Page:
Review Summary: Crushing, groovy, heartfelt, superb.
If you're a band, wearing your influences on your sleeve can be dangerous. How many times have you heard of bands touted as "a brutal fusion of Genre A and Genre B!" or "sort of like Band X mixed with Band Y, with echoes of Band Z," and thought "...meh."
This reaction is definitely warranted; too often it seems bands can just sound like watered-down or re-hashed versions of whatever influences they cite. This isn't to say it doesn't work in many cases, and often when it works it works
. Still, it is with trepidation then that I recommend Palehorse
: "emotional" hardcore that is just sludgy as hell.
, just like the band's only other release Gee That Ain't Swell
, starts off with an intro type track. However, instead of the irreverent, feedback laden "Bliss
" is a surreal, ambient affair that wouldn't be out of place in a David Firth animation. The song jeers the listener, repeatedly feinting a climax. When the climax does come it's almost unexpected, the song increases in volume in such a hypnotic manner that the drummer's quick count in on the ride and resulting explosion as "What Community, What Scheme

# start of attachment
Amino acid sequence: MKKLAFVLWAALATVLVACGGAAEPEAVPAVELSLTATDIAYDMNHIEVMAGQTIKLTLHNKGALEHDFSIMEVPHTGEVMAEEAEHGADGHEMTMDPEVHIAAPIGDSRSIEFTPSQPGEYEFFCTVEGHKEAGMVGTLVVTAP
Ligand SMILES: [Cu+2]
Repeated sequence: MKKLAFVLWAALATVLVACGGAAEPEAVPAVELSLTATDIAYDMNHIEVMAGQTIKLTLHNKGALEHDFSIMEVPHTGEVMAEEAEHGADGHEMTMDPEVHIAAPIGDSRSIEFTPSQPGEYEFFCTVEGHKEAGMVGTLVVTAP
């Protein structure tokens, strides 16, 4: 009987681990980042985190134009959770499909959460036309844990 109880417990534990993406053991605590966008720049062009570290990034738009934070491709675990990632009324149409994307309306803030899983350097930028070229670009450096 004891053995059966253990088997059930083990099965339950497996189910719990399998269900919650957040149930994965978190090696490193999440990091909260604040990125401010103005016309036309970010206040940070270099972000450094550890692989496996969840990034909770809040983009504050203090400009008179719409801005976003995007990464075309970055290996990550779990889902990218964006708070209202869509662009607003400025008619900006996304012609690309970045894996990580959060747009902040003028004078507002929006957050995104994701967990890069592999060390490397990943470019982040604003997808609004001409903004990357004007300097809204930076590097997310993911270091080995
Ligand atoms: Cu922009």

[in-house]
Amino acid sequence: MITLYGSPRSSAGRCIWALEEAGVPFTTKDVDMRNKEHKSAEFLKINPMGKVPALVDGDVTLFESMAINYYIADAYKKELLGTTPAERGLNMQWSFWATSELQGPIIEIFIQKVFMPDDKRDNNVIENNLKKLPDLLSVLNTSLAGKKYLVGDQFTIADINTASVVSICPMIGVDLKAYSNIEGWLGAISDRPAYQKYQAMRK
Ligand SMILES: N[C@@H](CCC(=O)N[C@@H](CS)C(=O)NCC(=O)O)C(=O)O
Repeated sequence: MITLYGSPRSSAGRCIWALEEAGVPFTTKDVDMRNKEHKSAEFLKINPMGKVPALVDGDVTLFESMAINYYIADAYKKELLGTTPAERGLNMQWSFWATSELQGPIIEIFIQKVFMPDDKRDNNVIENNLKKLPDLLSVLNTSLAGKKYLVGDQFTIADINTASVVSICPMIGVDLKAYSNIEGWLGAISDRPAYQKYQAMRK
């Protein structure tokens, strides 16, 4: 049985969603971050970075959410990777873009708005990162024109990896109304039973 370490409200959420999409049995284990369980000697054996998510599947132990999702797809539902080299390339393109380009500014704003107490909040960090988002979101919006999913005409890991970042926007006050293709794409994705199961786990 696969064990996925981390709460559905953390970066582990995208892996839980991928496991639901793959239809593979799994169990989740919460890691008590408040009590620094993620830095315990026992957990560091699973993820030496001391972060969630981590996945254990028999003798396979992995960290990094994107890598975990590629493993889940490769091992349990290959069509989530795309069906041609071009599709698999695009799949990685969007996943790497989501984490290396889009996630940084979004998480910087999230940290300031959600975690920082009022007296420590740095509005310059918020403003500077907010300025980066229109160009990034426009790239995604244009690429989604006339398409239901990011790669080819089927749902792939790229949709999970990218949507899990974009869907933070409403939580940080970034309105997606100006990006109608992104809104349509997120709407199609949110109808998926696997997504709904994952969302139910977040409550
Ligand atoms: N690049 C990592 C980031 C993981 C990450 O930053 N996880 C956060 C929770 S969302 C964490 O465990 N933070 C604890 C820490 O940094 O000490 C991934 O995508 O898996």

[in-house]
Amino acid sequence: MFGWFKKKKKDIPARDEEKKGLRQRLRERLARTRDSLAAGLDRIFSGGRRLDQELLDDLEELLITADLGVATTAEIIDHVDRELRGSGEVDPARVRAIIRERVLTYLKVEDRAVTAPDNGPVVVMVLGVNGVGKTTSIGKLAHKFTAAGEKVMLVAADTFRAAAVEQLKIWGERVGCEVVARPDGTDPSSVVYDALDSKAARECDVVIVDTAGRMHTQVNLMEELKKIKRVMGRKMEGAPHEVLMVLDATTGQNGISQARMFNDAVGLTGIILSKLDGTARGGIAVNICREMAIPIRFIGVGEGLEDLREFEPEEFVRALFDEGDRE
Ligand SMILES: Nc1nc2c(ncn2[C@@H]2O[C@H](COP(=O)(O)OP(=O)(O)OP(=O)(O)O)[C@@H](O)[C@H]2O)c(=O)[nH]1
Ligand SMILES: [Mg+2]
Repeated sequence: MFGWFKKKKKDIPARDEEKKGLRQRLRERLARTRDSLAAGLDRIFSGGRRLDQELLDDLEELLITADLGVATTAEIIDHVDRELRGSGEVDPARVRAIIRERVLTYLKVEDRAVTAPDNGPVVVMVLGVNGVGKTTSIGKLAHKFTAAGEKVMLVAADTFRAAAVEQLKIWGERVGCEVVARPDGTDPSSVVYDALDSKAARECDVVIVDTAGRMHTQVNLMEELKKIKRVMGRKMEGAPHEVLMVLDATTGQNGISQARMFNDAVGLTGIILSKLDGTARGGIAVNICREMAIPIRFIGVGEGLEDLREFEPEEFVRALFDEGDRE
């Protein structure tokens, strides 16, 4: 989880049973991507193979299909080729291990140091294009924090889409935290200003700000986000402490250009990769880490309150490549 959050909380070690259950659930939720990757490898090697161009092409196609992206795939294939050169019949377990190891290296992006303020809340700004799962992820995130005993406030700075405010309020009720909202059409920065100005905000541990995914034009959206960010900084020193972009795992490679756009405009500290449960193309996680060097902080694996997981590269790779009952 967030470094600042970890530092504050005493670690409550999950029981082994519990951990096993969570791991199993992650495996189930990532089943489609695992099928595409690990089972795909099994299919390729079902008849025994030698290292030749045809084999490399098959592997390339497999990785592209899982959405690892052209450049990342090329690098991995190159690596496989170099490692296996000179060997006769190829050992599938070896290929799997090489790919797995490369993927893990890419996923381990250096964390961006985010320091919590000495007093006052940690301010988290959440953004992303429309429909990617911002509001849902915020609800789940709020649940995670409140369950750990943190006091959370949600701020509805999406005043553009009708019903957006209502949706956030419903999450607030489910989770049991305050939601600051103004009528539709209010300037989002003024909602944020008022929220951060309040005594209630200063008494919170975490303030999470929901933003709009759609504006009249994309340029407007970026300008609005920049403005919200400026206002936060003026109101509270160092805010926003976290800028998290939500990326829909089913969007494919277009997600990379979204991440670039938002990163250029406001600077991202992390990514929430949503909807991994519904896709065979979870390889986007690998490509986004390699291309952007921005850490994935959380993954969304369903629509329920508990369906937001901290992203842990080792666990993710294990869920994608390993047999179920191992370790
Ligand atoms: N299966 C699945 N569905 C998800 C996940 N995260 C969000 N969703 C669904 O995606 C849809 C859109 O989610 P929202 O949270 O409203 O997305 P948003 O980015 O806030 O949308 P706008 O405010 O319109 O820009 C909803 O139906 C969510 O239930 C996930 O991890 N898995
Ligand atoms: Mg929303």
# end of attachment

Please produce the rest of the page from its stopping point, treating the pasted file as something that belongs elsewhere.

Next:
" begins is very nearly overpowering.
It's at this point that it should probably be mentioned that Palehorse
don't actually have a guitarist, instead using two bassists to create their profoundly sludgy sound. As mentioned, the EP kicks off properly with an explosion of bass, and it's probably one of the heaviest and coolest grooves you'll ever hear. Don't let that give you the impression that it's just a one off though, this EP barely passes the twenty minute mark but is full of excellent bass work. Palehorse use their two vocalists to great effect, both sounding utterly contemptuous and abrasive, but also using a wide range of techniques from spoken and whispered words, singing and even low gutturals.
The build-up of "Waited
" into "What Community, What Scheme
" definitely sets a trend for the EP. Palehorse are adept at writing powerful, subdued build-ups that result in intense, emotional flourishes. These build-ups can be remarkably subtle, for instance in the first of two that occur in "I'm Afraid We're Still in Wheelchairs
" the only noticable change is the increasing agitation in the vocals. In the final song, "The Guiltiest Secret
", the build-up is almost overdone; delaying the pay-off for as long as possible with extremely quiet bass and whispered vocals before ending the EP appropriately with bitter screams and dejected bass work.
Palehorse are a band that have definitely been overlooked, but perhaps it's better that way. Their sound has a very "underground" vibe to it, and that adds to the overall nihilistic feel of their music.